Chechnya then was traditionally a predominantly Sufi society, a mild apolitical branch of Islam. Yet the increasing infiltration of the well-financed and well-trained US-sponsored Mujahideen terrorists preaching Jihad or Holy War against Russians transformed the initially reformist Chechen resistance movement. They spread al-Qaeda’s hardline Islamist ideology across the Caucasus. Under [Richard] Secord’s guidance, Mujahideen terrorist operations had also quickly extended into neighboring Dagestan and Chechnya, turning Baku into a shipping point for Afghan heroin to the Chechen mafia.
From the mid-1990s, bin Laden paid Chechen guerrilla leaders Shamil Basayev and Omar ibn al-Khattab the handsome sum of several million dollars per month, a King’s fortune in economically desolate Chechnya in the 1990s, enabling them to sideline the moderate Chechen majority.21 US intelligence remained deeply involved in the Chechen conflict until the end of the 1990s. According to Yossef Bodansky, then Director of the US Congressional Task Force on Terrorism and Unconventional Warfare, Washington was actively involved in “yet another anti-Russian jihad, seeking to support and empower the most virulent anti-Western Islamist forces.” …
Basayev and al-Khattab imported fighters from the Saudi fanatical Wahhabite strain of Sunni Islam into Chechnya. Ibn al-Khattab commanded what were called the “Arab Mujahideen in Chechnya,” his own private army of Arabs, Turks, and other foreign fighters. He was also commissioned to set up paramilitary training camps in the Caucasus Mountains of Chechnya that trained Chechens and Muslims from the North Caucasian Russian republics and from Central Asia.
Enghdahl referred to a 26 April 2015 speech by Putin, which had that history as its background:
A short way into his remarks, the Russian President stated for the first time publicly something that Russian intelligence has known for almost two decades but kept silent until now, most probably in hopes of an era of better normalized Russia-US relations.
Putin stated that the terror in Chechnya and in the Russian Caucasus in the early 1990’s was actively backed by the CIA and western Intelligence services to deliberately weaken Russia. He noted that the Russian FSB foreign intelligence had documentation of the US covert role without giving details.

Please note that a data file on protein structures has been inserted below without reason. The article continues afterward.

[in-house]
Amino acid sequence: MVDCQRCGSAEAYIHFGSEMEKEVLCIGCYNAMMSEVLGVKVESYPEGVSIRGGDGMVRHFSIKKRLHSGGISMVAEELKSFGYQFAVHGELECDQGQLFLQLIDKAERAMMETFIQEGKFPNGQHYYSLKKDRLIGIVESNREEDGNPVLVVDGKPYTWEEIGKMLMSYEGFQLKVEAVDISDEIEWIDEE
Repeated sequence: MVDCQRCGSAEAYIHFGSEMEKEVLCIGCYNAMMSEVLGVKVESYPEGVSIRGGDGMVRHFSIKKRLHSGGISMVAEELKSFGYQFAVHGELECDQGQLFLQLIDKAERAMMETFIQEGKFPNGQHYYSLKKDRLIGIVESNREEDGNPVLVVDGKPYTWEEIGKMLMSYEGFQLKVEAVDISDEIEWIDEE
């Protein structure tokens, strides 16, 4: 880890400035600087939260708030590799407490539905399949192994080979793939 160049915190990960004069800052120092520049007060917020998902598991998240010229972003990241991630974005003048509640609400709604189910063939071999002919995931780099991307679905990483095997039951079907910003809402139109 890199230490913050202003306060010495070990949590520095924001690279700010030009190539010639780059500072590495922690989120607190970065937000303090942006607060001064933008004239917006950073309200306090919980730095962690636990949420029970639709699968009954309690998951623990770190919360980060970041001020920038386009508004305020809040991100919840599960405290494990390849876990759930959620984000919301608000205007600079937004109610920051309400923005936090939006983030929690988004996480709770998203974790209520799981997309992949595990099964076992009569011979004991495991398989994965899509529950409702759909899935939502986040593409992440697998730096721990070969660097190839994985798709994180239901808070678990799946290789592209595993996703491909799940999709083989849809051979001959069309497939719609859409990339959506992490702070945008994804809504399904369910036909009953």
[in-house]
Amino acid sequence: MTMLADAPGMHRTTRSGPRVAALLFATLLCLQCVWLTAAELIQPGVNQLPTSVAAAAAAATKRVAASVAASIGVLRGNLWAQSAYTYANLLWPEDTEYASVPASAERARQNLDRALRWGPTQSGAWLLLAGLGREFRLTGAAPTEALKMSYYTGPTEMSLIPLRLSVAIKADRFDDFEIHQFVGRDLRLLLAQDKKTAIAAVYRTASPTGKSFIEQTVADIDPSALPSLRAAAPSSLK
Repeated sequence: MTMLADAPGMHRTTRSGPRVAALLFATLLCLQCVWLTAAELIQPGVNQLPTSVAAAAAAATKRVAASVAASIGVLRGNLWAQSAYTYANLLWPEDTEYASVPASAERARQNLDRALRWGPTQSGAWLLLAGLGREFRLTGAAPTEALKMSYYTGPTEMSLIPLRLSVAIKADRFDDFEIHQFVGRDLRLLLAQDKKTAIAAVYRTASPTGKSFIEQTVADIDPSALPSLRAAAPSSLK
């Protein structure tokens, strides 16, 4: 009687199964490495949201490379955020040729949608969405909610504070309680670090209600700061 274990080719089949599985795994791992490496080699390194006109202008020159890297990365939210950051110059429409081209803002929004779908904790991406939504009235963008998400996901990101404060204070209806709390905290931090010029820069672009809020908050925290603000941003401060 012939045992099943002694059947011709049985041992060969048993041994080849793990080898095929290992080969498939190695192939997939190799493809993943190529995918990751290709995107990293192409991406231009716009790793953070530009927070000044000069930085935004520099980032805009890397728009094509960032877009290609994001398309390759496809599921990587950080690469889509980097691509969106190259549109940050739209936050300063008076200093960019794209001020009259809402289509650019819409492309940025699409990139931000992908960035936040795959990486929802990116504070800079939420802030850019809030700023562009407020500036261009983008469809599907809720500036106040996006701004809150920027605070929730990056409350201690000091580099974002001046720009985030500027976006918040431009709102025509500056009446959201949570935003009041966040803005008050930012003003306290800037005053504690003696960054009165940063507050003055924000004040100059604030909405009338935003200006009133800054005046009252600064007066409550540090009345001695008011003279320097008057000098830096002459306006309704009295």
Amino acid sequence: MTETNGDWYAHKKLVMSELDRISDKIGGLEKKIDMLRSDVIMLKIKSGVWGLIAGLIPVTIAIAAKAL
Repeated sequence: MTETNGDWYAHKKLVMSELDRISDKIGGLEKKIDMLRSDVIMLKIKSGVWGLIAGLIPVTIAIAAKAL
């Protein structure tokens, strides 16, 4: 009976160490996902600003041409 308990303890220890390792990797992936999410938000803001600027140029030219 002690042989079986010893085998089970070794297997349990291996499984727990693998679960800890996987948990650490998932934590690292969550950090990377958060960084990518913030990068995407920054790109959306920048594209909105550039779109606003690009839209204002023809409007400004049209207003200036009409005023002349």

What Putin, an intelligence professional of the highest order, only hinted at in his remarks, I have documented in detail from non-Russian sources. The report has enormous implications to reveal to the world the long-standing hidden agenda of influential circles in Washington to destroy Russia as a functioning sovereign state, an agenda which includes the neo-nazi coup d’etat in Ukraine and severe financial sanction warfare against Moscow.
Not all of this has remained as being secret. There have even been some proud public participants in the American aristocracy’s hatred of Russians. For example: the child of dispossessed Polish nobility who emigrated to the United States and who as an adult was brought by the oil-baron heir David Rockefeller into several U.S. Presidential Administrations, Zbigniew Brzezinski (who co-founded with Rockefeller the Trilateral Commission) was quite proud of his anti-Russian hatred. (He had actually been born near Lviv, in the most pro-Nazi and anti-Russian part of present-day Ukraine. A racist hatred of Russians was intense there.) He was interviewed on page 76 of France’s Le Nouvel Observateur, on 15 January 1998, translated by Bill Blum, posted at Global Research by Michel Chossudovsky:
Q: You don’t regret anything today?
B: Regret what? That secret operation was an excellent idea. It had the effect of drawing the Russians into the Afghan trap and you want me to regret it? The day that the Soviets officially crossed the border, I wrote to President Carter. We now have the opportunity of giving to the USSR its Vietnam war. Indeed, for almost 10 years, Moscow had to carry on a war unsupportable by the government, a conflict that brought about the demoralization and finally the breakup of the Soviet empire.
Q: And neither do you regret having supported the Islamic fundamentalism, having given arms and advice to future terrorists?
B: What is most important to the history of the world? The Taliban or the collapse of the Soviet empire? Some stirred-up Moslems or the liberation of Central Europe and the end of the cold war?
Q: Some stirred-up Moslems? But it has been said and repeated Islamic fundamentalism represents a world menace today.
There is even a video-clip, “Brzezinski And The Mujahideen 1979,” which shows Brzezinski in 1979, arriving in Afghanistan and telling the Mujahideen (soon to be called the Taliban), “Your cause is right, and god is on your side.”
In other words: the U.S. aristocracy wants to grab Russia’s natural resources; and the fact that Russia is no longer part of any international communist alliance, the fact that the Cold War is over, is not going to end the war by America’s aristocracy for control of Russia and its resources. All that the end of communism does for America’s aristocrats is remove what had been their excuse for revving up Joseph R. McCarthy, etc., to stir hatred of what had for decades been Russians’ ideology. All that’s left now is the American aristocracy’s own greed, and psychopathy. But Putin still is publicly inviting those people to join with Russia in a global alliance, perhaps an entirely new NATO, to crush the Islamic jihad movement.
The public should know about the invitation, and should know why it has always been (and is being) rejected.
Investigative historian Eric Zuesse is the author, most recently, of They’re Not Even Close: The Democratic vs. Republican Economic Records, 1910-2010, and of CHRIST’S VENTRILOQUISTS: The Event that Created Christianity.